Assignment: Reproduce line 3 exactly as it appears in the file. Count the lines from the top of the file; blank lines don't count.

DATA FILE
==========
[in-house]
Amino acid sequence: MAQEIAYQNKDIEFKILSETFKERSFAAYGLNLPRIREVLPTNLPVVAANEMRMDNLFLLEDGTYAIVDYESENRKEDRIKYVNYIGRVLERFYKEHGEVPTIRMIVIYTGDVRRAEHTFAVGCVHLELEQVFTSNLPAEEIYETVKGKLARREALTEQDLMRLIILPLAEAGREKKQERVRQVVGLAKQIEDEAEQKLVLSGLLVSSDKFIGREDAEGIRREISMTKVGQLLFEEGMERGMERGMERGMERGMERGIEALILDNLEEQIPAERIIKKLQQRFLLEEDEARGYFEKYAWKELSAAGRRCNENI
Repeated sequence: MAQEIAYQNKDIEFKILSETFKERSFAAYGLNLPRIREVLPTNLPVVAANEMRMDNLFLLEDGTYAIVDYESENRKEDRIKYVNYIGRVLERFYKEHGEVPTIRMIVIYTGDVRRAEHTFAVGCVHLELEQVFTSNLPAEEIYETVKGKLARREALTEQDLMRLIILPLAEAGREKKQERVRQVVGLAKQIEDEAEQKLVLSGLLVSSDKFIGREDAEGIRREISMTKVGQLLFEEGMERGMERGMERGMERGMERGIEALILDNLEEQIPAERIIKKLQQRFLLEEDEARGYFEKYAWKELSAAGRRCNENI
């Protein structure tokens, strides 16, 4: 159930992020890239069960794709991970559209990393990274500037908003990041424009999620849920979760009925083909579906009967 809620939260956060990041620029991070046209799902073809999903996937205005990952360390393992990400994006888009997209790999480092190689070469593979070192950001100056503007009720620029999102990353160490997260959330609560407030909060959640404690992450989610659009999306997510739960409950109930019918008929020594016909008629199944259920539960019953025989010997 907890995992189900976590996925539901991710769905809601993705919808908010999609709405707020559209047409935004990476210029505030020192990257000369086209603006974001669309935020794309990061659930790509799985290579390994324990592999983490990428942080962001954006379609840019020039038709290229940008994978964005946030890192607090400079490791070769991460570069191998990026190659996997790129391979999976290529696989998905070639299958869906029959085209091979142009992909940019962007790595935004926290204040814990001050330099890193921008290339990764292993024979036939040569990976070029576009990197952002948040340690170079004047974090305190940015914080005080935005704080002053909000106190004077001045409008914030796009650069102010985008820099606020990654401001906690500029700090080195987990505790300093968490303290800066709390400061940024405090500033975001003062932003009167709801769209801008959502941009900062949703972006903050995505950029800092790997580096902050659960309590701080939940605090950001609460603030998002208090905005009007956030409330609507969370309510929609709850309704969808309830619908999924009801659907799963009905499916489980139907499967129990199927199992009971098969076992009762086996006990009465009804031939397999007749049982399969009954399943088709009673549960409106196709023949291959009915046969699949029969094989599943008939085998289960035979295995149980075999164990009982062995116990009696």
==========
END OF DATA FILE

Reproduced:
Repeated sequence: MAQEIAYQNKDIEFKILSETFKERSFAAYGLNLPRIREVLPTNLPVVAANEMRMDNLFLLEDGTYAIVDYESENRKEDRIKYVNYIGRVLERFYKEHGEVPTIRMIVIYTGDVRRAEHTFAVGCVHLELEQVFTSNLPAEEIYETVKGKLARREALTEQDLMRLIILPLAEAGREKKQERVRQVVGLAKQIEDEAEQKLVLSGLLVSSDKFIGREDAEGIRREISMTKVGQLLFEEGMERGMERGMERGMERGMERGIEALILDNLEEQIPAERIIKKLQQRFLLEEDEARGYFEKYAWKELSAAGRRCNENI